Baby Name Advice Column: Ask the Name Lady Baby Name Blog

Ask Now
Ask Now

Does This Baby Name Break the Rules?

We are thinking of using Abel Charles Campbell for our baby boy. What do you think of the name? Is the 2-2-2 syllable pattern an issue?

–Able to Use Abel?

I'm not sure who started the idea that a pattern of three two-syllable names is a problem, but I don't think it is. Like so many "rules" of naming, it is a preference that somehow grew into a prohibition.

Read More...
Ask Now

Will Everyone Think Our Girl Is a Boy?

We are expecting a little girl, and I have fallen in love with the name McKade. We have only seen this name on boys, especially in the south. Can a girl pull this name off? Do you have any suggestions other than the more common McKenzie or McKenna?

–Southern Mama

Hundreds of girls every year are given names like Campbell and Elliott, and we've all heard of starbaby girls named Wyatt and James. So a girl could certainly "pull off" McKade. The "McK" lead-in may have started out as a surname-influenced masculine name style, but these days it's used almost exclusively for girls: McKenzie and McKenna, as you mentioned, but also McKayla and McKinley, plus spelling variations of these, are all girl today—and all quite popular.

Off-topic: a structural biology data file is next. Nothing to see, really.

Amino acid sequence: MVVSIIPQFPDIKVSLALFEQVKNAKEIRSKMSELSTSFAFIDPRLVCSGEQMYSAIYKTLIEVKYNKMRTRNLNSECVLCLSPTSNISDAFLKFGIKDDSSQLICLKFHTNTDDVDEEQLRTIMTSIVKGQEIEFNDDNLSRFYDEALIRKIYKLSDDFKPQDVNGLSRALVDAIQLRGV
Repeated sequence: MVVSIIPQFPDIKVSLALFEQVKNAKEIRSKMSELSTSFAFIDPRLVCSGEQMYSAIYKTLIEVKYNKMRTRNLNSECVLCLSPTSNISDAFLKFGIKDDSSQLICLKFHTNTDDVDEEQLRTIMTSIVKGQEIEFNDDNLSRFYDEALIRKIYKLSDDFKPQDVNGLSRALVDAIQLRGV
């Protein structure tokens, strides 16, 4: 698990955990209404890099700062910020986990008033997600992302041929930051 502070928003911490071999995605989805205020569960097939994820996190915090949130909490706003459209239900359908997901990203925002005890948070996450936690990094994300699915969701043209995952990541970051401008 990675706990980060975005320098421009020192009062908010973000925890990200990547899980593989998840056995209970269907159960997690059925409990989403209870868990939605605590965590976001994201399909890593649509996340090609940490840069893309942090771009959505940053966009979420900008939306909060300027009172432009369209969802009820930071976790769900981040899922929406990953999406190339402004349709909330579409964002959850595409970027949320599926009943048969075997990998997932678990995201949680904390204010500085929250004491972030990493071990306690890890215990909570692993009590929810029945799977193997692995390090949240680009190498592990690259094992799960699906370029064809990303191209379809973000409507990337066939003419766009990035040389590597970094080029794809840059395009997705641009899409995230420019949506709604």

Read More...
Ask Now

Does This Baby Name Still Belong to Our Firstborn?

My son is named Atlas, but thanks to an incorrect ultrasound, we thought he would be a girl for several months before he was born. During that time, we planned to use the name Iris. Now I am pregnant again and Iris has been grandfathered in as our girl's name for this baby. But the name still seems to belong to my son, who was called that by friends and family for two months before his birth. Is it wrong to stick to Iris when it feels associated with someone else?

–Surprised Boy Mama

When you thought your son was a daughter, you imagined an Iris and all the qualities that name conjured for you: Radiance, perhaps; or blooming purple flowers, or rainbows, or Greek myths. Or maybe no images in particular, but the sense of a daughter, a girl called Iris who would take her place in your home.

Read More...
Ask Now

Is This Baby Name Out of Tune?

I'm pregnant with our second child (we don't know whether it's a boy or girl). Our first child has a name with strong family connections. We'd like to do the same for this one. I like the family surname trend (Jackson, Cooper, etc.) and for us, Gibson would be the name. It's not really used as a first name, but I don't mind the nickname Gib and I like the connection to the famous guitar maker, since we are a family of musicians. Is this too odd of a name for a boy?